Recently, a group of elected officials who represent Baltimore's east side held a press conference calling for more inclusion of minority-owned firms and more jobs for their constituents through the $300 million in ongoing construction projects generated byEast Baltimore Development Inc.(
Surprisingly, they proposed to achieve their objective of increasing construction employment and inclusion by acting to "shut down" several construction projects.
As president of the Maryland Minority Contractors Association and the owner of P&J Contracting in Baltimore, I share their desire to increase economic inclusion. But as a business owner, I am driven by facts. And the fact is that shutting down construction in East Baltimore, or threatening to do so, will only harm our city — driving away future investment and putting dozens of our neighbors out of work.
At their press conference, the elected officials focused particularly on minority participation in the Department of Health and Mental Hygiene's Maryland Public Health Laboratory. This project, to be leased by the state, has only recently begun construction, so any snapshot of inclusion or local hiring is incomplete. What went unmentioned, however, is that through January, minority- and women-owned firms have won 37 percent of EBDI's contracts — or $67 million of $181.7 million. This exceeds the state government's 25 percent goal and the city government's 35 percent goal.
I've seen this commitment firsthand. My company recently completed a demolition project that cleared the site of a new public school, which will be built with private funds. One hundred percent of the work was done by minority-owned firms, including my company and Unlimited Trucking, which is owned by an East Baltimore resident and based in East Baltimore. The school will be built by RAM Contracting, a minority-owned firm in Baltimore.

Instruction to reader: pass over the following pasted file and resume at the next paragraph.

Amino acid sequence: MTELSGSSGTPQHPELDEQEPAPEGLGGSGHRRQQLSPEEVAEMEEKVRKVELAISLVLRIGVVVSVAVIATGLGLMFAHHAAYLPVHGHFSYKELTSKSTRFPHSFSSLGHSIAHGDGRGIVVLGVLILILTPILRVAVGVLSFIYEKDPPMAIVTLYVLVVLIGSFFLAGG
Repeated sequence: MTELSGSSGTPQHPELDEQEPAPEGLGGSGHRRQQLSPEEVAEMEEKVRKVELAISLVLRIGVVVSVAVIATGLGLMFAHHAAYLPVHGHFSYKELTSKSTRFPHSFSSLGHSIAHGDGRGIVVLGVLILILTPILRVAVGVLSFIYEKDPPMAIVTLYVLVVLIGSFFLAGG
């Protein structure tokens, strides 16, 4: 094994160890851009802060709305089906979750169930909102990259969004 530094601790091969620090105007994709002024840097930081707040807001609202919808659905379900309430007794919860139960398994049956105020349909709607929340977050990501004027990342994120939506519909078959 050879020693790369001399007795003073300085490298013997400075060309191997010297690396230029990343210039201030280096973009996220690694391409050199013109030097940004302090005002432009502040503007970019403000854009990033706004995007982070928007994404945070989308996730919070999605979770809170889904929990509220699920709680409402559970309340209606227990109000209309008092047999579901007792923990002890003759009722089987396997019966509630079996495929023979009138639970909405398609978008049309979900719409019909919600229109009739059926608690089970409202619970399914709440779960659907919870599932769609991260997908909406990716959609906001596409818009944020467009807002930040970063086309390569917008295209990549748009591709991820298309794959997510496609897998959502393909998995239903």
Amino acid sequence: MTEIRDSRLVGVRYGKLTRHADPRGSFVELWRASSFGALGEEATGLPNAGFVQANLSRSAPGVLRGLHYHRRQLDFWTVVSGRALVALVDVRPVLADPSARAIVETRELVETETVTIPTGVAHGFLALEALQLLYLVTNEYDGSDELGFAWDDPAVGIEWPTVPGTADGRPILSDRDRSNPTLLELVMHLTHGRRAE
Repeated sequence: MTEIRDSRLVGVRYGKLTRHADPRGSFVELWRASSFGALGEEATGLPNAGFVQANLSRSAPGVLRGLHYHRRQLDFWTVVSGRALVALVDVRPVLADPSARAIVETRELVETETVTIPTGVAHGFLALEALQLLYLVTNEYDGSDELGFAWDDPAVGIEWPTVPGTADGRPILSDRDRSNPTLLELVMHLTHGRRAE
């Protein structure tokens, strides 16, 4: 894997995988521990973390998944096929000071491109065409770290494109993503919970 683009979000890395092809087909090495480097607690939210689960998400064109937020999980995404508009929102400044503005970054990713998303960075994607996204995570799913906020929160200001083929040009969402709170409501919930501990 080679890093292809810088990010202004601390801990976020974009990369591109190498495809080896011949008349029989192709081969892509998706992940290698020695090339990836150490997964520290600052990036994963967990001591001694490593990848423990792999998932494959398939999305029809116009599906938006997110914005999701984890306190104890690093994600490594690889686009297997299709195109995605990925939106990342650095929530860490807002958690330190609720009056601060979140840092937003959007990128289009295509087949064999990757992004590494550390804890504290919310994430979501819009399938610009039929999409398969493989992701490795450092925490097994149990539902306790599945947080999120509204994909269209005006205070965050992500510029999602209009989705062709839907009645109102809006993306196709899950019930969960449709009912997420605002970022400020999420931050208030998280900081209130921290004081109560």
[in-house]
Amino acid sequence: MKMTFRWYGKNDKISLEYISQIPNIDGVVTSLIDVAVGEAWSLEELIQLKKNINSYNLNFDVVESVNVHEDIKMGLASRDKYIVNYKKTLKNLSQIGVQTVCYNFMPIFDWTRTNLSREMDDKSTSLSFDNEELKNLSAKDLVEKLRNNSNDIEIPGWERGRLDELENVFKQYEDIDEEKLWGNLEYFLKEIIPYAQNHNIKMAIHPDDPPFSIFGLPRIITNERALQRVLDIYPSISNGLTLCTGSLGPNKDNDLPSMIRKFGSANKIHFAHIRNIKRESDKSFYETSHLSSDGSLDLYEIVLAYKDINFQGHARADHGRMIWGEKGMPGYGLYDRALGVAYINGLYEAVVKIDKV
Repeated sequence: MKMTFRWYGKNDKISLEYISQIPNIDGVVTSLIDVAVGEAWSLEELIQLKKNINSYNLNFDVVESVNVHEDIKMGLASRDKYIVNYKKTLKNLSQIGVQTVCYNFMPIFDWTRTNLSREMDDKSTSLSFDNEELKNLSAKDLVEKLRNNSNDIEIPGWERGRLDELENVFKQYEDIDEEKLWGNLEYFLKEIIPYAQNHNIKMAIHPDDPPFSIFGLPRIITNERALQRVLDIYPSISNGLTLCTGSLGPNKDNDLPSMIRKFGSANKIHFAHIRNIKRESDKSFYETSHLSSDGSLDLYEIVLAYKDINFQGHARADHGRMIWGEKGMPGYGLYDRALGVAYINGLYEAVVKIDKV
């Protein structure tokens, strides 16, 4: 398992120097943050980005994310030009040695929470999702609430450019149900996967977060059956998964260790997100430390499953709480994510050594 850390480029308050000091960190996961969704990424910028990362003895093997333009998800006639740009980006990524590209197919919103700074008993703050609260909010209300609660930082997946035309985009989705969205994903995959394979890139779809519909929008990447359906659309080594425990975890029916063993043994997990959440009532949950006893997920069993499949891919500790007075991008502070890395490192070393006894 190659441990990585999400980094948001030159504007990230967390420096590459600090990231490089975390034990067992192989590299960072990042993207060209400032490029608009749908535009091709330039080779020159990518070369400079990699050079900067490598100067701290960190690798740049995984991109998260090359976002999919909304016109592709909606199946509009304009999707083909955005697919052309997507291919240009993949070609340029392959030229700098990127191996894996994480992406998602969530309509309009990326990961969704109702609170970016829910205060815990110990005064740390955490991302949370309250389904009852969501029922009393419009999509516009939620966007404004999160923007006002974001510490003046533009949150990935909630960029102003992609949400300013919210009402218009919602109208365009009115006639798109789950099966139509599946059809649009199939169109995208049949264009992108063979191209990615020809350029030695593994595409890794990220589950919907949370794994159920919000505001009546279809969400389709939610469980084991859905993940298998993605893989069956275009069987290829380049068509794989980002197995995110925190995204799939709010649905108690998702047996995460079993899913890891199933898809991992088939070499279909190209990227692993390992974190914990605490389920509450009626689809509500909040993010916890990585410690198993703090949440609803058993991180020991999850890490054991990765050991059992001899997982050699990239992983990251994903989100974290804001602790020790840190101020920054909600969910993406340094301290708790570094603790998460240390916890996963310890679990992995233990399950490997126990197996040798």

The reality is that EBDI has one of the best inclusion programs in the country. When your company gets a job, you are told to hire people from within the community through EBDI's pipeline. And EBDI presses prime contractors to use minority subcontractors, which is illustrated by the high percentage of contracts going to minority- and women-owned firms. All of these actions ensure that investment is coming back to the East Baltimore community.
We need to be realistic and recognize that one redevelopment project — even one of EBDI's size and scope — is not going to reverse all that has occurred in Baltimore's more impoverished neighborhoods over the past 50 years.
Men and women seeking employment in East Baltimore who rightfully are pressing their elected officials to provide help are not going to gain employment without greater investment in job training. If the skills of a neighborhood's workforce don't match the available jobs, this is a problem that government, business and the nonprofit sector must work to solve together. Currently, demand for job training far outstrips the supply in our city. Our elected officials could make a significant impact by working to identify and direct resources to train East Baltimore's workforce.
Finally, it's important to recall the true purpose of the East Baltimore redevelopment project. The goal, from the start, has been to rebuild a community that was suffering from abandonment, blight and violence — leveraging the presence of Maryland's largest private employer, Johns Hopkins.
Anyone who visits the EBDI area today will see progress, not just in businesses like mine hiring local employees but in new houses and apartments, a future world-class school, new retail stores coming back for the first time in decades, and a long-overdue connection being created between Hopkins and the community that sits next door.
The signal that is sent to businesses and foundations when local officials call for a "shutdown" is that these investments shouldn't be made — there is too much uncertainty. Hopefully, our elected officials will realize that we will achieve more by moving forward and by making improvements, together. High standards and rapid progress should not be mutually exclusive.